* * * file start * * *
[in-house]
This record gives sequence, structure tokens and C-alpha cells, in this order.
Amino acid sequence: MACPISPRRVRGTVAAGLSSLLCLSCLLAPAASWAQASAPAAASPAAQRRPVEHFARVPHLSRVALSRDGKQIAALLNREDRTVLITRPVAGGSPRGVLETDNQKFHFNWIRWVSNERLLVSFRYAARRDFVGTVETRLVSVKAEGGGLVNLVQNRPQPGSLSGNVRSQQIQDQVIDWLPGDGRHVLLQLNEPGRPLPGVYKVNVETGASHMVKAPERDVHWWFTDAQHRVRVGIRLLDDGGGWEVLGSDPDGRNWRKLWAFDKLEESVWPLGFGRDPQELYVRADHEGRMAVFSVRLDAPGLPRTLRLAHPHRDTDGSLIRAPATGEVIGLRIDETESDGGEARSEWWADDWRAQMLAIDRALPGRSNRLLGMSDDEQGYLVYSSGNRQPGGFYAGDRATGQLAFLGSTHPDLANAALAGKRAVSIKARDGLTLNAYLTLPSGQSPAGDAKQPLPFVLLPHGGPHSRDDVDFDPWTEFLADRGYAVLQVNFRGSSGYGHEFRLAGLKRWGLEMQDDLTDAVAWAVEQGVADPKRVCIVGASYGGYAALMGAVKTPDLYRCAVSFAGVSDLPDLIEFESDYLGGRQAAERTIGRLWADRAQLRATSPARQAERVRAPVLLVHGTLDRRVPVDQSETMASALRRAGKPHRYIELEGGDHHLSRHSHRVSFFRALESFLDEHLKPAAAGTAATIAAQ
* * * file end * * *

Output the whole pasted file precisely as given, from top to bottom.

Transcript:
[in-house]
This record gives sequence, structure tokens and C-alpha cells, in this order.
Amino acid sequence: MACPISPRRVRGTVAAGLSSLLCLSCLLAPAASWAQASAPAAASPAAQRRPVEHFARVPHLSRVALSRDGKQIAALLNREDRTVLITRPVAGGSPRGVLETDNQKFHFNWIRWVSNERLLVSFRYAARRDFVGTVETRLVSVKAEGGGLVNLVQNRPQPGSLSGNVRSQQIQDQVIDWLPGDGRHVLLQLNEPGRPLPGVYKVNVETGASHMVKAPERDVHWWFTDAQHRVRVGIRLLDDGGGWEVLGSDPDGRNWRKLWAFDKLEESVWPLGFGRDPQELYVRADHEGRMAVFSVRLDAPGLPRTLRLAHPHRDTDGSLIRAPATGEVIGLRIDETESDGGEARSEWWADDWRAQMLAIDRALPGRSNRLLGMSDDEQGYLVYSSGNRQPGGFYAGDRATGQLAFLGSTHPDLANAALAGKRAVSIKARDGLTLNAYLTLPSGQSPAGDAKQPLPFVLLPHGGPHSRDDVDFDPWTEFLADRGYAVLQVNFRGSSGYGHEFRLAGLKRWGLEMQDDLTDAVAWAVEQGVADPKRVCIVGASYGGYAALMGAVKTPDLYRCAVSFAGVSDLPDLIEFESDYLGGRQAAERTIGRLWADRAQLRATSPARQAERVRAPVLLVHGTLDRRVPVDQSETMASALRRAGKPHRYIELEGGDHHLSRHSHRVSFFRALESFLDEHLKPAAAGTAATIAAQ